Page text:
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If you put a banner in front of a mirror, it flips the left-right axis, but not the down-up axis. Why don't all directions have equal merit in the universe? How does this relate to the time dimension -- is it also special in the same sense?

The reason I'm asking this is that my intuition is that every dimension should be the same. That left and right should be the same as up and down, and that forward in time should be the same as forward to the right. But nature seems to treat different dimensions differently. Here I gave the example of mirrors, that treat left and right differently from up and down. One could easily have given time: you can go forward in time, but backwards is impossible. Why does nature treat different dimensions differently? And in particular, who would a mirror, which is perfect symmetric, treat different dimensions differently? Why does nature "pick favorites" when it comes to dimensions, if it has no a priori reason to give different roles to each dimension?

closed as off topic by Michael Dorfman, Joseph Weissman Oct 22 '11 at 18:33

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    Can you please develop this a little bit? Maybe unpack some of the motivations and context which led you to formulate this question? Perhaps you could also tell us a little bit about your acceptance test here: what specific thing are you looking for someone here to explain to you? (We also encourage in certain cases, as an act of good faith, demonstrating topicality -- that is, identifying how the community here explaining this to you helps you become a better student of philosophy.) – Joseph Weissman Oct 21 '11 at 20:53
  • Very well, I will edit some. – Rom Oct 21 '11 at 20:54
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    @Rom : related question would be why mirors swap left and right, but not top and bottom? But you have to ask it in physics.se. – Arjang Oct 22 '11 at 5:20
  • This doesn't have to do with physics. Physics would explain how the optics of it work; but I'm looking for the "why". Why should left and right be different from up and down? Why should forward in time be different than forward to the left. – Rom Oct 22 '11 at 14:04
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    Do a web search: short answer-the mirror is -not- switching left and right. The right side of the mirror shows the right side of your face, right? – Mitch Oct 22 '11 at 16:57
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It doesn't flip the left-right axis or the up-down axis. It flips the front-back axis, which is special because your front is closer to the mirror than your back.

You think it flips the left-right axis because you imagine yourself superimposed on your mirror image by walking into the mirror and then turning around. But it is this imagined turning around that reverses your left-right axis.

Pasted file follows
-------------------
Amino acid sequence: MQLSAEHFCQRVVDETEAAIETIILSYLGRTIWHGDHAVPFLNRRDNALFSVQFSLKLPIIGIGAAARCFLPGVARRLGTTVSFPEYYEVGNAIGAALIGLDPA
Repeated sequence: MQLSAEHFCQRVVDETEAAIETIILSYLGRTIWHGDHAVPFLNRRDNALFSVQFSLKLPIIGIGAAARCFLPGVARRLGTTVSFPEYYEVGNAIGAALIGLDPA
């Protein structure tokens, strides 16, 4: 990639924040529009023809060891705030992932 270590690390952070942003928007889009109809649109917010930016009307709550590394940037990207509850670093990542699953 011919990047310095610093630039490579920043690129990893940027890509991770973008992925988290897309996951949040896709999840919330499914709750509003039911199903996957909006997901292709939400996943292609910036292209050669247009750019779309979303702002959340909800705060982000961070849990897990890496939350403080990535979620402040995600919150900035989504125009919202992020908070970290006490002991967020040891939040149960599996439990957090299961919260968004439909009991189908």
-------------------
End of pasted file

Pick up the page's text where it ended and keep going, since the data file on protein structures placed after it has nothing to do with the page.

If you imagine yourself simply walking into the mirror, the reversal will be front-back only. If you imagine yourself superimposed on your mirror image by diving into the mirror such that your head lands where the mirror image's feet are, your left hand will superimpose on the mirror iamge's left hand, and vice-versa for right. Except now the image will be reverse on the up-down axis.

So, it's because human beings have left-right symmetry and are easily imagined turning around but not so easily imagined diving onto their heads that a mirror appears to reverse a human being left-right. It is actually front-back.

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    Another way to make this manifest is to not consider "left" and "right", but the cardinal compass directions: "north", "south", "east", and "west". If any of these are pointing into/out of the mirror, that pair is the pair which gets reversed in the mirror. – Niel de Beaudrap Oct 21 '11 at 22:31
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The question is based upon an incorrect premise; mirrors do not flip left and right.

Furthermore, this is a matter of physics (and optics), not philosophy.

The philosophical portion of the question-- the intuition that all dimensions should be "treated equally", and that nature fails to do so-- follows from this incorrect assumption.

  • Incorrect is subjective. For example my left and right can be the opposite of yours. – Rom Oct 22 '11 at 14:12
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    No, it really is incorrect. A mirror does not reverse left and right. There is a great deal of scientific literature on this misconception; Martin Gardner, Isaac Asimov, and Richard Feynmann have all written on it, to name just a few. In fact, even the Wikipedia article on "mirror image" (en.wikipedia.org/wiki/Mirror_image) discusses this misconception. – Michael Dorfman Oct 22 '11 at 14:21
  • There is a great deal of literature on the "misconception" of religion. It doesn't mean that it's wrong, it simply means that there are people who can't admit their subjective limitations. – Rom Oct 22 '11 at 16:26
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    @Rom: exactly. And a mirror -doesn't- act like people's faces. – Mitch Oct 22 '11 at 16:59
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    @Rom: it's the equivalent of an optical illusion. It doesn't make sense to treat is as a fact, and then ask a question predicated upon it being correct. If you had asked "Why does a pound of lead weigh more than a pound of gold? Nature shouldn't discriminate between elements" the only possible response would be to say that a pound of lead doesn't weigh more than a pound of gold, and that the question was based upon a misconception. Mirrors treat left and right the same exact way they treat up and down. Really. – Michael Dorfman Oct 22 '11 at 17:43

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